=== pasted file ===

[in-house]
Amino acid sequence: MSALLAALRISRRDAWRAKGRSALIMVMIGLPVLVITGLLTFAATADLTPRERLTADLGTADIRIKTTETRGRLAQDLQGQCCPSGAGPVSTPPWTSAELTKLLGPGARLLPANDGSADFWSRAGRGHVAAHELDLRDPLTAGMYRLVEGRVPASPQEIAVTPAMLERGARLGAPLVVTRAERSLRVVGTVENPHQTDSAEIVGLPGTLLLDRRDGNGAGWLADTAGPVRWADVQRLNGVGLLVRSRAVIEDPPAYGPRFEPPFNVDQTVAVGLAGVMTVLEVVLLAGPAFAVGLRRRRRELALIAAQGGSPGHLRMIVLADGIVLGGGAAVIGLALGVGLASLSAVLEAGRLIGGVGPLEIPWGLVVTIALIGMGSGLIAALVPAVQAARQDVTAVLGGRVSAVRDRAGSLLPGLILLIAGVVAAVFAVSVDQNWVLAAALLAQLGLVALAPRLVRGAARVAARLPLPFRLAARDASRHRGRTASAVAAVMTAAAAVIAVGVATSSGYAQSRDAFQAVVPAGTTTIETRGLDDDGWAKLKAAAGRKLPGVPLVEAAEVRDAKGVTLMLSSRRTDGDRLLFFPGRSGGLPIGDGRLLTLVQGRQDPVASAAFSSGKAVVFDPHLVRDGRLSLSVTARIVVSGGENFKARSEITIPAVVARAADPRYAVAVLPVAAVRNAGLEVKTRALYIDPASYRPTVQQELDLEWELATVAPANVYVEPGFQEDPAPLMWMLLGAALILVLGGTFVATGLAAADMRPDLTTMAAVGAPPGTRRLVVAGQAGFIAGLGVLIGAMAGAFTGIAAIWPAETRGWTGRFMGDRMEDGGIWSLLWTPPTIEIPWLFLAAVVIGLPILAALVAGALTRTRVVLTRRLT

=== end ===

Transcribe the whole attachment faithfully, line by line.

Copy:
[in-house]
Amino acid sequence: MSALLAALRISRRDAWRAKGRSALIMVMIGLPVLVITGLLTFAATADLTPRERLTADLGTADIRIKTTETRGRLAQDLQGQCCPSGAGPVSTPPWTSAELTKLLGPGARLLPANDGSADFWSRAGRGHVAAHELDLRDPLTAGMYRLVEGRVPASPQEIAVTPAMLERGARLGAPLVVTRAERSLRVVGTVENPHQTDSAEIVGLPGTLLLDRRDGNGAGWLADTAGPVRWADVQRLNGVGLLVRSRAVIEDPPAYGPRFEPPFNVDQTVAVGLAGVMTVLEVVLLAGPAFAVGLRRRRRELALIAAQGGSPGHLRMIVLADGIVLGGGAAVIGLALGVGLASLSAVLEAGRLIGGVGPLEIPWGLVVTIALIGMGSGLIAALVPAVQAARQDVTAVLGGRVSAVRDRAGSLLPGLILLIAGVVAAVFAVSVDQNWVLAAALLAQLGLVALAPRLVRGAARVAARLPLPFRLAARDASRHRGRTASAVAAVMTAAAAVIAVGVATSSGYAQSRDAFQAVVPAGTTTIETRGLDDDGWAKLKAAAGRKLPGVPLVEAAEVRDAKGVTLMLSSRRTDGDRLLFFPGRSGGLPIGDGRLLTLVQGRQDPVASAAFSSGKAVVFDPHLVRDGRLSLSVTARIVVSGGENFKARSEITIPAVVARAADPRYAVAVLPVAAVRNAGLEVKTRALYIDPASYRPTVQQELDLEWELATVAPANVYVEPGFQEDPAPLMWMLLGAALILVLGGTFVATGLAAADMRPDLTTMAAVGAPPGTRRLVVAGQAGFIAGLGVLIGAMAGAFTGIAAIWPAETRGWTGRFMGDRMEDGGIWSLLWTPPTIEIPWLFLAAVVIGLPILAALVAGALTRTRVVLTRRLT